This is a lovely recipe for beef heart that comes from Peru: anticuchos, or marinated beef heart kebabs. This is one of those recipes that, unless somebody told you, you'd never know was made from an organ meat. Why should you be eating organ meats? I'll show you some of the science behind why.
Why Eat Organ Meats?
Organ meats are truly critical to include as a regular part of your paleo or primal diet. One main reason is so that you get a balanced intake of amino acids, particularly methionine and glycine. This excellent guest post by Chris Masterjohn on the Weston A. Price Foundation website explains this topic in great detail; I recommend you read the entire article. Here's a key quote:
"Successful traditional diets provided muscle meats together with organ meats and gelatinous materials such as bones, gristle and other connective tissue. These combinations provided a healthy balance between the methionine found in muscle meats, the B vitamins found in organ meats, and the glycine found in connective tissue. Modern diets, by contrast, provide abundant quantities of methionine-rich muscle meats while organs and connective tissue have fallen by the wayside. The result of this imbalance is that methionine is unable to fulfill its proper cellular functions and generates toxic byproducts instead, while the supply of glycine is depleted. Together, these changes are likely to contribute to reduced longevity and chronic disease."
Regarding the amino acid composition of heart, oddly, I couldn't find a source in the scientific literature with a breakdown. The only thing I could find was this data sheet for a "beef heart infusion" used in the laboratory as an additive to growth media for certain types of microorganisms. According to the description, it's made from hydrolyzed beef heart, meaning it's just beef heart broken down into its constituent amino acids. So, the numbers listed should correlate to what's found in non-hydrolyzed (whole) beef heart. It states that there are 21mg/g methionine and 42 mg/g glycine in hydrolyzed beef heart, or that there is a 2:1 ratio of glycine:methionine in beef heart.
Yes, the heart is a muscle, but it is also an organ and its nutritional profile is more similar to the other organ meats than it is to skeletal muscle meats, and it is very nutrient-dense: It is a rich source of B vitamins, selenium, iron, zinc, copper phosphorus (I've seen blogs say it has collagen and elastin, too, but I could not verify this claim and find it unlikely). Arguably the most important nutrient found in heart is co-enzyme Q10, a powerful antioxidant that is present in almost every cell in your body, and is used by your cells to generate energy in the form of ATP. Beef heart is one of the most concentrated sources of CoQ10 of any food, with 113.3 mcg/g. It only falls behind pork heart, with 126.8 mcg/g, and reindeer heart, with 157.9 mcg/g (source).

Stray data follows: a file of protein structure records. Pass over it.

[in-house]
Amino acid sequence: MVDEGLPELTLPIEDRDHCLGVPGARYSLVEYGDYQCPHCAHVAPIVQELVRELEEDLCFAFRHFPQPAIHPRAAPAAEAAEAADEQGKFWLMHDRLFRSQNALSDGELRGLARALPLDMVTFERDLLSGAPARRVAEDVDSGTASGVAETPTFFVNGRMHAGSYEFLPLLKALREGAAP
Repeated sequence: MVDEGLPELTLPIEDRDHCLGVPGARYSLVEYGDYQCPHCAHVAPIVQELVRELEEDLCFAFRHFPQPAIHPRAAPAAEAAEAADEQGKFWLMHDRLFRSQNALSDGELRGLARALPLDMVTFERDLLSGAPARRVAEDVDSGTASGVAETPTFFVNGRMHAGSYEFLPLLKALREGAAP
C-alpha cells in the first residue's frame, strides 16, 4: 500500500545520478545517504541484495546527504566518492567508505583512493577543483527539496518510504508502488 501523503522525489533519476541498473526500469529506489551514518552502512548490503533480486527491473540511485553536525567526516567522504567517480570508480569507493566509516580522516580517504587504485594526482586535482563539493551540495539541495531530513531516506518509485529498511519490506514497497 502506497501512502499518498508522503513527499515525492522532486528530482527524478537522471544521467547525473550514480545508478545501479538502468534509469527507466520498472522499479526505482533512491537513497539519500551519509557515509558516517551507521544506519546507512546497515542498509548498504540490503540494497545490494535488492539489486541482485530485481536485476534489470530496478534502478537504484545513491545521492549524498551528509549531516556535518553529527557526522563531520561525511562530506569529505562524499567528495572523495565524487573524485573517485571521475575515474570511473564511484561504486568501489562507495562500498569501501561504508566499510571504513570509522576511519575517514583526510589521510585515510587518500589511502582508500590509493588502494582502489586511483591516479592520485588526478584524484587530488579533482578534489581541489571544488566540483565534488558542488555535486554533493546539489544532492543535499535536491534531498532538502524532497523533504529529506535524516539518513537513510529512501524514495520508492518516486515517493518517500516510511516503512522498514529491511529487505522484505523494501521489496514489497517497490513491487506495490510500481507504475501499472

From the University of Maryland Medical Center, CoQ10 is also indicated to help treat or prevent: heart failure, high blood pressure, high cholesterol, diabetes, heart damage from chemotherapy, heart surgery, periodontal disease, and it may prevent further heart attacks if given after a heart attack. See a theme? Eating heart is good for your heart! There's something to the old adage to "eat what ails you".
So, based on these data, we see that beef heart is rich in the B vitamins and glycine necessary to help balance out methionine intake from skeletal muscle meats. Great!
Peruvian Anticuchos Recipe
Now, on to the recipe. There are a couple of notes.
- If you are using a whole beef heart, then you will need to do some prep work. While fat is our friend (especially from grass-fed cows), you need to trim it away for this recipe. You also need to trim away the blood vessels and connective tissue from the interior chambers. SAVE ALL OF THESE TRIMMINGS! You can throw them in a batch of bone broth/beef stock later and you can render the fat for cooking after you save up enough.